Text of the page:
It was tough times for British Leyland in the mid seventies. Sales were down, with internal politics causing much grief throughout the company.
An announcement of a full racing program with its Jaguar marque looked the best way forward and could only serve to boost sales.
The car of choice was the Jaguar XJ coupe V12, a car not exactly designed for the track and not helped by it’s size weight and complexity. The man tasked with changing the car from executive express to track day warrior was Ralph Broad and his company Broadspeed. The cars were built from the bare shells up, to Group 2 specification. The engine was a Jaguar 5.3 litre V12 (dry sumped from 1977) with racing pistons although much of the internals remained standard. Fuel was injected through its twelve racing trumpets and gave approximately 600bhp. A standard manual gearbox casing was used with close ratio gears with AP making a special clutch, which could take all the power.
Separate oil coolers for engine, gearbox and axle were needed in order to keep things cool. Custom made wheels and tyres were also produced, and to help bring the weighty beast to a stop (all 1.5 tons of it), Lockheed produced special eight pot callipers for the front whilst the rear used four pot callipers. All of this was wrapped in a wide arched aggressive looking body in the patriotic colours of red, white and blue.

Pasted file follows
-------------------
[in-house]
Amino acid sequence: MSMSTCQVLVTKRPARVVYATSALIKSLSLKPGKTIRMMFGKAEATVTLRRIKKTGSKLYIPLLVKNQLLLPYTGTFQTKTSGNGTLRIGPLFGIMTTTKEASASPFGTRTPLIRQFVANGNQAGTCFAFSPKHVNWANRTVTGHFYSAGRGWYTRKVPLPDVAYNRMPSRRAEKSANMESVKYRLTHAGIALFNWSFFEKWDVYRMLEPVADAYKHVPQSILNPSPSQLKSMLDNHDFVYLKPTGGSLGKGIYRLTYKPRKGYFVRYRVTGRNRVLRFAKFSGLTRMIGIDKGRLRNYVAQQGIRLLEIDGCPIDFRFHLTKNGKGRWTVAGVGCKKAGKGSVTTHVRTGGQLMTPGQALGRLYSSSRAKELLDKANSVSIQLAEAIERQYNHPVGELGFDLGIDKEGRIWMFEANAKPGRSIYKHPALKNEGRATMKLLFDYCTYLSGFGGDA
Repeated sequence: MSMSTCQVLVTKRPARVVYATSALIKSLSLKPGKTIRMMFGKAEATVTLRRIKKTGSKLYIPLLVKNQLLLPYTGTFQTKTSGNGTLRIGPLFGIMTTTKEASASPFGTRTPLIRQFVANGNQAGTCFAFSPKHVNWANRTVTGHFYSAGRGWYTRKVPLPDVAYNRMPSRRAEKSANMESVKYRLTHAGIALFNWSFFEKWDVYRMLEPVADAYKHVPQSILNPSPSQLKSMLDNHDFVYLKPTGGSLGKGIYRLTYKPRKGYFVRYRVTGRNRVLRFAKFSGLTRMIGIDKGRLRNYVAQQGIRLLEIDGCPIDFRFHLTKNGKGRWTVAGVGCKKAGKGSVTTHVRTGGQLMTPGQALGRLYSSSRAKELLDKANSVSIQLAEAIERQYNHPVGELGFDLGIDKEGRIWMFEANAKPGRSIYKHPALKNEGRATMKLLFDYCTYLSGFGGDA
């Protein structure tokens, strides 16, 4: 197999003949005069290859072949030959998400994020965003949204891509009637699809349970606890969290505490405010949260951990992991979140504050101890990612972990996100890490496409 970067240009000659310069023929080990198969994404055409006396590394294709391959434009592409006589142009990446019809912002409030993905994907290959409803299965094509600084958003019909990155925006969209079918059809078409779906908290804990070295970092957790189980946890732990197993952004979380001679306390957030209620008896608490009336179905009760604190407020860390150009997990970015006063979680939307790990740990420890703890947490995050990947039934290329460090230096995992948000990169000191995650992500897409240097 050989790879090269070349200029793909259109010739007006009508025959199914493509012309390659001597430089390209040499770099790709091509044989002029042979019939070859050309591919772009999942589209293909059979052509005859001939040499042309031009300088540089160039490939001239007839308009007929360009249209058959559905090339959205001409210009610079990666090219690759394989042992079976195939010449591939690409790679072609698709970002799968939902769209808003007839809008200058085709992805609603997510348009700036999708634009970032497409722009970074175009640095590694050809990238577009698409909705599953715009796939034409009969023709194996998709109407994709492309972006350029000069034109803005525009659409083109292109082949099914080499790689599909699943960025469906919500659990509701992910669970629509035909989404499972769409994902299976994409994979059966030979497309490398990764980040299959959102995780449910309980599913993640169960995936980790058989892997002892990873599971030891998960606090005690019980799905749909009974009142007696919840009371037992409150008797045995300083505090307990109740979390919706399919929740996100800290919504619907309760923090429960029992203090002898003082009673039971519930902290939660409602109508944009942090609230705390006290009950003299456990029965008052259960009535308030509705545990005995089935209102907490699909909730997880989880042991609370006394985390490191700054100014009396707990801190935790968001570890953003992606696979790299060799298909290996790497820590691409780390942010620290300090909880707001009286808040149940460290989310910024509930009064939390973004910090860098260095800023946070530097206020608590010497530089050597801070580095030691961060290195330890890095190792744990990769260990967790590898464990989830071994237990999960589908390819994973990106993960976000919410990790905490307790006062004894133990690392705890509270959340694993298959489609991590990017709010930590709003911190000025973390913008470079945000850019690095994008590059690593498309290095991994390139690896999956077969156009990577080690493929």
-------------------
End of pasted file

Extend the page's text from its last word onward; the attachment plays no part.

The cars were besieged with problems from the outset with mainly lubrication and drive shaft issues. And despite being driven by the likes of Bell, Hobbs and Schenken the cars never won a race, although more often or not the cars were on put on pole and broke numerous lap records. Sadly, due to the vast costs in trying to get the cars to run reliably, British Leyland decided to pull the plug on the project all too early and with it the full potential on what could have been a championship winning car.